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Celebrating the Old Ways in New Times

February, 2019

Celebrating the Old Ways in New Times For Imbolc February 2019

Bright Blessings!

Oh my, did the Winter Hag hit us last night. In Central Ohio we got I don’t know how many inches of snow- which would be fine- except we got solid ice underneath it first. I can’t walk my dog in certain parts of the grass or we will slide away!

The plows, salt trucks, and sidewalk clearing is in full swing. I only had to shovel my front stoop, as a neighbor shoveled the walk before our helpers got here. Not bad, but I am aching all over- as it’s only 8 degrees, and my body revolts against the cold.

There is ice frozen inside of our vintage 1970 windows, and I am wearing double layers and sitting under a blanket, as is the dog.

The cats are sound asleep, and while I have a cup of hot mint with black tea, my husband has started his coffee ritual. We all know what that means. Nothing happens before coffee!

There is beef stew cooked already for supper, and we will probably make some tacos as well. I am sore, exhausted, and I know it’s due to the cold.

I am one of THOSE people. This weather has knocked me out.

I am more than in the mindset to think about Spring. I’m thankful we are close to another turning of the Wheel, and I look forward to when I can hear more birds singing, and I can see the thaw, and the wildflowers poking through the forest floor.

Imbolc

Possibly one of my least favorite Sabbats- because it is bloody cold, Imbolc is both a blessing, and just another stepping stone moving us towards warmer days, and the growing season.

Halfway between Winter Solstice and Spring Equinox, it was traditionally celebrated in Scotland, Ireland, and the Isle of Mann. In a nutshell, the animals would be lactating, or producing milk, so people had a feast, thanked their gods, and had a good old time.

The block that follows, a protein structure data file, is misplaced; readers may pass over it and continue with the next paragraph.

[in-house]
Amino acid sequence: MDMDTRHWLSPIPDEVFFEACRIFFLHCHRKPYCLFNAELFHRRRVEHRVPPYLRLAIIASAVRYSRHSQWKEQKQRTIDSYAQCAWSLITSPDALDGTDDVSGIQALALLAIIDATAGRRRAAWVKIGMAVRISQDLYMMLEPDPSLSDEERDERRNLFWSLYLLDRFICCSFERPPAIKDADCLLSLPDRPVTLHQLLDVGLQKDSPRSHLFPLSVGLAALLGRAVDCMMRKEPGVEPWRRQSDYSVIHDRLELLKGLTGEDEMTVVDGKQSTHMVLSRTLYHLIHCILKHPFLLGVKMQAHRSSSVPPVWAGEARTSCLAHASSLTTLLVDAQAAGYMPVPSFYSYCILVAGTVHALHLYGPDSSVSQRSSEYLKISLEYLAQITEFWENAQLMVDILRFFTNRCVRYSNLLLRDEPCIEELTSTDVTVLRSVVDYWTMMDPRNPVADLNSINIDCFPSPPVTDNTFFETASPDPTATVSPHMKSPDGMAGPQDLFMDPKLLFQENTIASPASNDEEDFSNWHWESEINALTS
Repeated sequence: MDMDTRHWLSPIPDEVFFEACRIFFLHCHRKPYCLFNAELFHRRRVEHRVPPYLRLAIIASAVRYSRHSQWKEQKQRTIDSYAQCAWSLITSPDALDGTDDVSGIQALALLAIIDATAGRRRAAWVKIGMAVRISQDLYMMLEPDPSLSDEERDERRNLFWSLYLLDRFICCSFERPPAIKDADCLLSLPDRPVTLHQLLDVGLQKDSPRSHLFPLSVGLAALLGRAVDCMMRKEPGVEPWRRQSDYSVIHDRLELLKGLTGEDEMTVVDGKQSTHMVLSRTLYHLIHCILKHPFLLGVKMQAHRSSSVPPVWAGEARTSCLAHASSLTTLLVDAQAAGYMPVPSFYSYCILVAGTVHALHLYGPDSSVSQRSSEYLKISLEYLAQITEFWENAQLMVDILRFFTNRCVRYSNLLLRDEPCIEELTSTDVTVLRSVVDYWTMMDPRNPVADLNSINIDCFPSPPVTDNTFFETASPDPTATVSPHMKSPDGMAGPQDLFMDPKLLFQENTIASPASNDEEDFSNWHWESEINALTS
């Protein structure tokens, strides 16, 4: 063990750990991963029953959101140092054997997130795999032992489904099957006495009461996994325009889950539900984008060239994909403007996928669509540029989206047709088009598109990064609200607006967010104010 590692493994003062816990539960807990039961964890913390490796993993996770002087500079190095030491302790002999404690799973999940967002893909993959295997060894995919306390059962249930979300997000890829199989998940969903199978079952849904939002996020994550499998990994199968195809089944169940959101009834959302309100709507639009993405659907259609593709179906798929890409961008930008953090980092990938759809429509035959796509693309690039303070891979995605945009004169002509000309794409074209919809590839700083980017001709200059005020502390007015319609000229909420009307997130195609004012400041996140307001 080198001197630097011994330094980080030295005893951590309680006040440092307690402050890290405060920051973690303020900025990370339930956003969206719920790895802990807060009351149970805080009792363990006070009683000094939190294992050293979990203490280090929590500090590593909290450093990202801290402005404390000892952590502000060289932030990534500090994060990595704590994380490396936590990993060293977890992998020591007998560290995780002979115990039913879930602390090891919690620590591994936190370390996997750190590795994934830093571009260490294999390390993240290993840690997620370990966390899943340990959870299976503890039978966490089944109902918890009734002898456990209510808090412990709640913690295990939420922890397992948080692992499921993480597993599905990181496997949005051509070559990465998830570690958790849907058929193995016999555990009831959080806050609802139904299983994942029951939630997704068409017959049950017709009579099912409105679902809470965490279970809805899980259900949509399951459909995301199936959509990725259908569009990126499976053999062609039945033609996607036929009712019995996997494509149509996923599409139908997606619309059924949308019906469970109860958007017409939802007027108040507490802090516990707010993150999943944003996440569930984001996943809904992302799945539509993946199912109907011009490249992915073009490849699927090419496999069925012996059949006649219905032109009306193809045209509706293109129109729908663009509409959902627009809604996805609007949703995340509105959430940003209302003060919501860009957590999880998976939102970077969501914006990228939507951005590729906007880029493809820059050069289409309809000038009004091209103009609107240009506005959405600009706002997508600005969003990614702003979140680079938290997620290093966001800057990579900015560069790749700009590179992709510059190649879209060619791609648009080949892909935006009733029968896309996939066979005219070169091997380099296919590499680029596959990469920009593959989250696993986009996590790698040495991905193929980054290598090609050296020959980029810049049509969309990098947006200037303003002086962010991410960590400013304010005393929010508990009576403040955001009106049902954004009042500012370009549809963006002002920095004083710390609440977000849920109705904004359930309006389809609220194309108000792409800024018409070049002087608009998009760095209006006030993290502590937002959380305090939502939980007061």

So, it was, and is a seasonal harvest type celebration, but it was so much more than that.

It was celebrating the goddess Brigid.

Ceremony was used to ask her to come into the home to bless and protect the people and livestock. Beds so she could accept hospitality would be laid for her, and special foods set out. Everybody wanted the goddess to come into their home and protect them and guide them into the coming Spring.

Winter is a scary time. Even today, ice can knock out electricity, and what if you can’t even afford electricity? It’s cold! Reports of the poor and homeless freezing to death are in the news every Winter. Imagine how much scarier it used to be hundreds of years ago, and how grateful people were for both the milk, and the thaw which heralded the fact Spring would indeed come. The Wheel was and is turning again, and people are very very happy about that.

The Winter Hag

But while Brigid might be a goddess of light and life, some would say in Winter, she is her hag aspect.

She goes by different names depending on what part of the British Isles she is being talked about. For some, she’s Beira, and she washes her plaid on the Loch until it is pure white, and she spreads it upon the land, making snow. For some, she is called the Cailleach.

Beira uses her hammer to make mountains and valleys, and uses her staff to make it cold and wintry. She rules from November 1- Samhain, to Beltaine- May 1, and she is VERY resistant to give over her rule to Brigid, who rules from May 1- to November 1. Some even say she gives power to Brigid as early as Imbolc although some say it’s as late as Beltaine. Some say the early Spring snows are Beira’s way of trying to stay in power!

In many ways these stories express human beings way of trying to explain seasons before modern science, but in many ways, they express the duality of our own lives as well.

Light and Dark

Who among us has never been a vivacious, lively person one moment, only to endure a period of personal darkness, tragedy, or illness? Just like the goddess.

As for many of us the goddess IS the earth, these stories speak to us. When it’s the warmer seasons, the goddess- aka earth- produces abundantly. Like in our own lives, when all is well and we are at our best, we are more capable, and get more done successfully. Likewise, when we are sick, suffering, sad, or just upset, we are not at our best, and fall fallow- like the earth, or the goddess in Winter.

As my memory is not what it used to be, and I have done a LOT of reading over the years, I cannot pinpoint exactly what stories express what I am about to share.